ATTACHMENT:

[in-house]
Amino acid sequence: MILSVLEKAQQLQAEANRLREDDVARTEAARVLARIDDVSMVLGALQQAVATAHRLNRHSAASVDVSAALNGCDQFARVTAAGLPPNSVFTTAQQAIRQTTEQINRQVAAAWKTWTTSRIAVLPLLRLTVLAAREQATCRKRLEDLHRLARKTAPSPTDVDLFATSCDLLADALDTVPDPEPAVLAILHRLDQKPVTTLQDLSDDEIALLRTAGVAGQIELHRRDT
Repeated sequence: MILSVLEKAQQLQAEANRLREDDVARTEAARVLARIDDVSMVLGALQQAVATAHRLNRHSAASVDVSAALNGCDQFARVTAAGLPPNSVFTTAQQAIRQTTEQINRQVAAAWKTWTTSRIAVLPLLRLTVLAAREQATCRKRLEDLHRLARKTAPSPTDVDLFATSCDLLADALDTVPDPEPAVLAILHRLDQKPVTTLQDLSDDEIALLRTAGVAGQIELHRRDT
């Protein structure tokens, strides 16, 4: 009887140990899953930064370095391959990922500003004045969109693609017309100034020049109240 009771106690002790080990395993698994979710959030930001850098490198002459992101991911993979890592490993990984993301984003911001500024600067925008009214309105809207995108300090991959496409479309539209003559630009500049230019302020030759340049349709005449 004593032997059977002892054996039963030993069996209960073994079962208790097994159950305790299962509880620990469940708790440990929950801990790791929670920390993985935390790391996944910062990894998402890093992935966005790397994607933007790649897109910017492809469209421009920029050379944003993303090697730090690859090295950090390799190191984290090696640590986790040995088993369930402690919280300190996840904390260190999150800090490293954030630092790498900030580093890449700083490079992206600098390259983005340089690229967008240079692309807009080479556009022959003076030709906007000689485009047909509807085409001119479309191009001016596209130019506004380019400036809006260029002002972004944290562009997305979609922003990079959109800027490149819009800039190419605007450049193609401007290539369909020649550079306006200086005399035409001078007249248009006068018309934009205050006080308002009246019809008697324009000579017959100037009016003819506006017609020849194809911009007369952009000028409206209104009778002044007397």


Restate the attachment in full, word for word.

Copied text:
[in-house]
Amino acid sequence: MILSVLEKAQQLQAEANRLREDDVARTEAARVLARIDDVSMVLGALQQAVATAHRLNRHSAASVDVSAALNGCDQFARVTAAGLPPNSVFTTAQQAIRQTTEQINRQVAAAWKTWTTSRIAVLPLLRLTVLAAREQATCRKRLEDLHRLARKTAPSPTDVDLFATSCDLLADALDTVPDPEPAVLAILHRLDQKPVTTLQDLSDDEIALLRTAGVAGQIELHRRDT
Repeated sequence: MILSVLEKAQQLQAEANRLREDDVARTEAARVLARIDDVSMVLGALQQAVATAHRLNRHSAASVDVSAALNGCDQFARVTAAGLPPNSVFTTAQQAIRQTTEQINRQVAAAWKTWTTSRIAVLPLLRLTVLAAREQATCRKRLEDLHRLARKTAPSPTDVDLFATSCDLLADALDTVPDPEPAVLAILHRLDQKPVTTLQDLSDDEIALLRTAGVAGQIELHRRDT
């Protein structure tokens, strides 16, 4: 009887140990899953930064370095391959990922500003004045969109693609017309100034020049109240 009771106690002790080990395993698994979710959030930001850098490198002459992101991911993979890592490993990984993301984003911001500024600067925008009214309105809207995108300090991959496409479309539209003559630009500049230019302020030759340049349709005449 004593032997059977002892054996039963030993069996209960073994079962208790097994159950305790299962509880620990469940708790440990929950801990790791929670920390993985935390790391996944910062990894998402890093992935966005790397994607933007790649897109910017492809469209421009920029050379944003993303090697730090690859090295950090390799190191984290090696640590986790040995088993369930402690919280300190996840904390260190999150800090490293954030630092790498900030580093890449700083490079992206600098390259983005340089690229967008240079692309807009080479556009022959003076030709906007000689485009047909509807085409001119479309191009001016596209130019506004380019400036809006260029002002972004944290562009997305979609922003990079959109800027490149819009800039190419605007450049193609401007290539369909020649550079306006200086005399035409001078007249248009006068018309934009205050006080308002009246019809008697324009000579017959100037009016003819506006017609020849194809911009007369952009000028409206209104009778002044007397």